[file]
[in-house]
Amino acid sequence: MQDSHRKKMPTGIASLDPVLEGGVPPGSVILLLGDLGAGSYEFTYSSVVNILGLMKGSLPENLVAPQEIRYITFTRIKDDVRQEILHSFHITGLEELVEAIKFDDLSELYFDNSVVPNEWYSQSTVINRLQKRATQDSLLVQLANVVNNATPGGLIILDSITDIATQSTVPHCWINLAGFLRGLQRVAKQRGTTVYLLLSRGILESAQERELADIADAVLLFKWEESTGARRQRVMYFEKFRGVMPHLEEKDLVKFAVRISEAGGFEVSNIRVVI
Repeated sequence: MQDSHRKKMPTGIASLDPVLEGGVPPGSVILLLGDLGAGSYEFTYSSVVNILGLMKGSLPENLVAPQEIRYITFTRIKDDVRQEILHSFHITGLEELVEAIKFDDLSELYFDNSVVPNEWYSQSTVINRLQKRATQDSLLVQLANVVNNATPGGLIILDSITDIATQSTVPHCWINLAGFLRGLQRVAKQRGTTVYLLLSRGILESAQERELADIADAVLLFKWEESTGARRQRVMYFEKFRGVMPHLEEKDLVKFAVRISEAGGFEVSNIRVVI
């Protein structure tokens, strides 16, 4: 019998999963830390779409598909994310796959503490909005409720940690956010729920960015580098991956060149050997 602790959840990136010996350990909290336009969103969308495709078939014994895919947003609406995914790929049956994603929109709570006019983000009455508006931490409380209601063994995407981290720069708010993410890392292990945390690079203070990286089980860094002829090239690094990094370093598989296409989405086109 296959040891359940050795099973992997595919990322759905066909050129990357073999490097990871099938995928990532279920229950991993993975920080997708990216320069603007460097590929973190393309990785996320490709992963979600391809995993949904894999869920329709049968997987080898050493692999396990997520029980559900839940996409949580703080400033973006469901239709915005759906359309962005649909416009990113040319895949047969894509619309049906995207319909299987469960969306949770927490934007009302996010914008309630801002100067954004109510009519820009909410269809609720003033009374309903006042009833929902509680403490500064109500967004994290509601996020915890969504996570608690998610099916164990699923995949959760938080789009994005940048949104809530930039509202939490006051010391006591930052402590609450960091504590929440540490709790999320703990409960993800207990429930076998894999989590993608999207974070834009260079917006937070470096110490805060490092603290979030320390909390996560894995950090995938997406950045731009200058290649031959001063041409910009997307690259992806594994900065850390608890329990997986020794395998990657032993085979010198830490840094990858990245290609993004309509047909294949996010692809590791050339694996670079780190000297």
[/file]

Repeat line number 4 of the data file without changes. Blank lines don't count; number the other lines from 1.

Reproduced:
């Protein structure tokens, strides 16, 4: 019998999963830390779409598909994310796959503490909005409720940690956010729920960015580098991956060149050997 602790959840990136010996350990909290336009969103969308495709078939014994895919947003609406995914790929049956994603929109709570006019983000009455508006931490409380209601063994995407981290720069708010993410890392292990945390690079203070990286089980860094002829090239690094990094370093598989296409989405086109 296959040891359940050795099973992997595919990322759905066909050129990357073999490097990871099938995928990532279920229950991993993975920080997708990216320069603007460097590929973190393309990785996320490709992963979600391809995993949904894999869920329709049968997987080898050493692999396990997520029980559900839940996409949580703080400033973006469901239709915005759906359309962005649909416009990113040319895949047969894509619309049906995207319909299987469960969306949770927490934007009302996010914008309630801002100067954004109510009519820009909410269809609720003033009374309903006042009833929902509680403490500064109500967004994290509601996020915890969504996570608690998610099916164990699923995949959760938080789009994005940048949104809530930039509202939490006051010391006591930052402590609450960091504590929440540490709790999320703990409960993800207990429930076998894999989590993608999207974070834009260079917006937070470096110490805060490092603290979030320390909390996560894995950090995938997406950045731009200058290649031959001063041409910009997307690259992806594994900065850390608890329990997986020794395998990657032993085979010198830490840094990858990245290609993004309509047909294949996010692809590791050339694996670079780190000297």